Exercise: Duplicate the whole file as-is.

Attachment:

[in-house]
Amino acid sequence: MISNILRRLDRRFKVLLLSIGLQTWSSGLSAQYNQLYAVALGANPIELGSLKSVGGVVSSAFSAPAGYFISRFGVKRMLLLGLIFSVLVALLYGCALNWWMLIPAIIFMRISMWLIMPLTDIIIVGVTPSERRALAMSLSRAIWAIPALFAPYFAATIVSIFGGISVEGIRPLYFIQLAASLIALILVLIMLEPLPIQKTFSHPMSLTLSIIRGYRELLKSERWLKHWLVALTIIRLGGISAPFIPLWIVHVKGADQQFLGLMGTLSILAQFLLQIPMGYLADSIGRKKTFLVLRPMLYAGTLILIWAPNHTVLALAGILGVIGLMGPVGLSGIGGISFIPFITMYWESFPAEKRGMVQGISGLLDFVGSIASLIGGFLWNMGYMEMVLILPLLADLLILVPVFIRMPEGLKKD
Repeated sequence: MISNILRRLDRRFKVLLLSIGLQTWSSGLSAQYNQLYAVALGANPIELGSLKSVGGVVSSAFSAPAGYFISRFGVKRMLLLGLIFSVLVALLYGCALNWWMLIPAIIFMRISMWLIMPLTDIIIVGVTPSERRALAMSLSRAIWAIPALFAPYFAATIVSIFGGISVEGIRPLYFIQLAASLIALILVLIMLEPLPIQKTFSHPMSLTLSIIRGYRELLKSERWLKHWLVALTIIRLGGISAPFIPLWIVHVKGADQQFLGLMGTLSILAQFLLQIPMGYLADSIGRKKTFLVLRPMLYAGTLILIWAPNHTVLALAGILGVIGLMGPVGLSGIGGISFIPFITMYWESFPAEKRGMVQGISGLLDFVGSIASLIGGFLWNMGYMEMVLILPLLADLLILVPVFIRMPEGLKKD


[in-house]
Amino acid sequence: MISNILRRLDRRFKVLLLSIGLQTWSSGLSAQYNQLYAVALGANPIELGSLKSVGGVVSSAFSAPAGYFISRFGVKRMLLLGLIFSVLVALLYGCALNWWMLIPAIIFMRISMWLIMPLTDIIIVGVTPSERRALAMSLSRAIWAIPALFAPYFAATIVSIFGGISVEGIRPLYFIQLAASLIALILVLIMLEPLPIQKTFSHPMSLTLSIIRGYRELLKSERWLKHWLVALTIIRLGGISAPFIPLWIVHVKGADQQFLGLMGTLSILAQFLLQIPMGYLADSIGRKKTFLVLRPMLYAGTLILIWAPNHTVLALAGILGVIGLMGPVGLSGIGGISFIPFITMYWESFPAEKRGMVQGISGLLDFVGSIASLIGGFLWNMGYMEMVLILPLLADLLILVPVFIRMPEGLKKD
Repeated sequence: MISNILRRLDRRFKVLLLSIGLQTWSSGLSAQYNQLYAVALGANPIELGSLKSVGGVVSSAFSAPAGYFISRFGVKRMLLLGLIFSVLVALLYGCALNWWMLIPAIIFMRISMWLIMPLTDIIIVGVTPSERRALAMSLSRAIWAIPALFAPYFAATIVSIFGGISVEGIRPLYFIQLAASLIALILVLIMLEPLPIQKTFSHPMSLTLSIIRGYRELLKSERWLKHWLVALTIIRLGGISAPFIPLWIVHVKGADQQFLGLMGTLSILAQFLLQIPMGYLADSIGRKKTFLVLRPMLYAGTLILIWAPNHTVLALAGILGVIGLMGPVGLSGIGGISFIPFITMYWESFPAEKRGMVQGISGLLDFVGSIASLIGGFLWNMGYMEMVLILPLLADLLILVPVFIRMPEGLKKD